4. The Applicant further testified that he was instrumental in the construction of the junior secondary school at Mayiwane as there was initially no school there. Together with the local community members, he built the school between the years 1991 and 1993 and the classes were up to Form 3. He continued managing the school until it was upgraded to a High School in 1998, and according to his testimony, he was the one responsible for its upgrading. After the school was upgraded to a high school he continued managing it for three years, up to 2001 when a new head teacher was brought to the school since it was now a high school. He even assisted this new head teacher since he did not have much experience. He clarified that in terms of his appointment he was the head teacher of the junior secondary school.
5. The Applicant then referred the Court to exhibit ‘IM 1’ which he described as his salary advice/pay slip for the month of August 2004. It indicates that he basic salary at the time was the amount of E6,888.58. A new grading structure was then introduced by Government in September 0f 2004, which saw an increase in the remuneration of civil servants. In this regard the basic salary of Mr. Mthupha increased to E8,989.33. Mr. Mthupha’s main gripe is that there were other teachers who were promoted in the same manner as he was. These were also head teachers at the junior secondary schools and when their schools were upgraded to high schools, they were promoted to manage and head them, now as high schools. He gave the name of Moses Mthethwa as a perfect example of a head teacher who was promoted to manage and head a school upgraded to a high school or senior secondary school – Maphalaleni High school. He pointed out that their August 2004 basic salaries were the same, E6,888.58. But following the introduction of the new grading and pay structure, their September salaries differed significantly. The Applicant was paid E8.989.33 whereas Mthethwa’s basic salary shot up to E10,421.08. He complains that after this grading his basic salary was lower than that of his colleague Mthethwa.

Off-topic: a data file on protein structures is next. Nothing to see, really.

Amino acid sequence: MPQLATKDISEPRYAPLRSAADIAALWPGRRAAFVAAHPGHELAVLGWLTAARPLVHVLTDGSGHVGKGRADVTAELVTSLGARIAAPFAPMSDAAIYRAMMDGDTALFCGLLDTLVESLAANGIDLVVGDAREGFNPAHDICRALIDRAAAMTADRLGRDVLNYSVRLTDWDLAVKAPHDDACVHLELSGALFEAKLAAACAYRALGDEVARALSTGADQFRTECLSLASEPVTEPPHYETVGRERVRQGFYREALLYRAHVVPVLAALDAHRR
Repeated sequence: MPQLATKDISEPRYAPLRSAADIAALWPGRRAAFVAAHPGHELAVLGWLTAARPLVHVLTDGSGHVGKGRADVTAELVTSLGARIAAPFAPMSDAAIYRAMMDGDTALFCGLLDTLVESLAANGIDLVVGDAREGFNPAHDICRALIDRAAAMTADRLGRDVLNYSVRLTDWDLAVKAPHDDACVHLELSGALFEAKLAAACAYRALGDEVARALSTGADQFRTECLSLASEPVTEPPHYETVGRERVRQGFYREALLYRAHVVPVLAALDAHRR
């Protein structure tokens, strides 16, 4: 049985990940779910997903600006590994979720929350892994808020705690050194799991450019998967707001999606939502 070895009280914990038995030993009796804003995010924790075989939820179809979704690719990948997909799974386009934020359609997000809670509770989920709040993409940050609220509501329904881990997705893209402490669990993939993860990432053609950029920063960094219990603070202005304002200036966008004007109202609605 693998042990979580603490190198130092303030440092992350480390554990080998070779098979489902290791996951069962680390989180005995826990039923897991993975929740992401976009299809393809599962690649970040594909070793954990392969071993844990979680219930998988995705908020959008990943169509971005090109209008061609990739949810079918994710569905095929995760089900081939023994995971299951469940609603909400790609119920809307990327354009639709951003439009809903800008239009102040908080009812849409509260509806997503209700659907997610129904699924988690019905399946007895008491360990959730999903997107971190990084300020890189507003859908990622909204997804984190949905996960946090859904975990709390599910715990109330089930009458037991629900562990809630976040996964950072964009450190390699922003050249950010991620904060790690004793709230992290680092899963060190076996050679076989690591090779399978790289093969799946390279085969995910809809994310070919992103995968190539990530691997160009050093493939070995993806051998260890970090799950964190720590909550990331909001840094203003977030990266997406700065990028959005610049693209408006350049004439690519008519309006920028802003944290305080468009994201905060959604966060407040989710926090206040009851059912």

6. Mthupha also testified on the grading before September 2004. He pointed out that his grade was all along EDN021 and that after the regrading of posts his new grade is now EDN020, which is lower than the previous one of EDN021 he occupied. This, he stated emphatically, was a clear indication that he had been demoted without a hearing. He referred the Court to document ‘IM 8’ which indicates that post EDN021 is occupied by Headmasters of Junior secondary schools. Following this alleged anomaly in his grading and pay, the Applicant wrote a letter of complaint to the TSC requesting that it be rectified. The response from the Executive Secretary of the TSC, a M.V. Zungu, brought him no joy however. It clarified that before Mayiwane Secondary school was upgraded to a High school, the Applicant was employed as a head teacher of the secondary school. Zungu further stated that when the school assumed the status of a high school Mthupha’s position automatically changed to Deputy headteacher of the high school on post EDN 020. Zungu concluded by high lighting that the TSC records show that he was paid on the appropriate scale and that the question of under payment did not arise.
7. The Applicant though would not budge. He wrote back to the Executive Secretary indicating that he was not satisfied his response because it did not address his plight. He received no further responses from the TSC. He now wants to be paid difference in salaries between his and that of his colleague Moses Mthethwa. He also wants his post code to be changed from EDN 020 to EDN 021 with effect from April 2004 and interest thereon.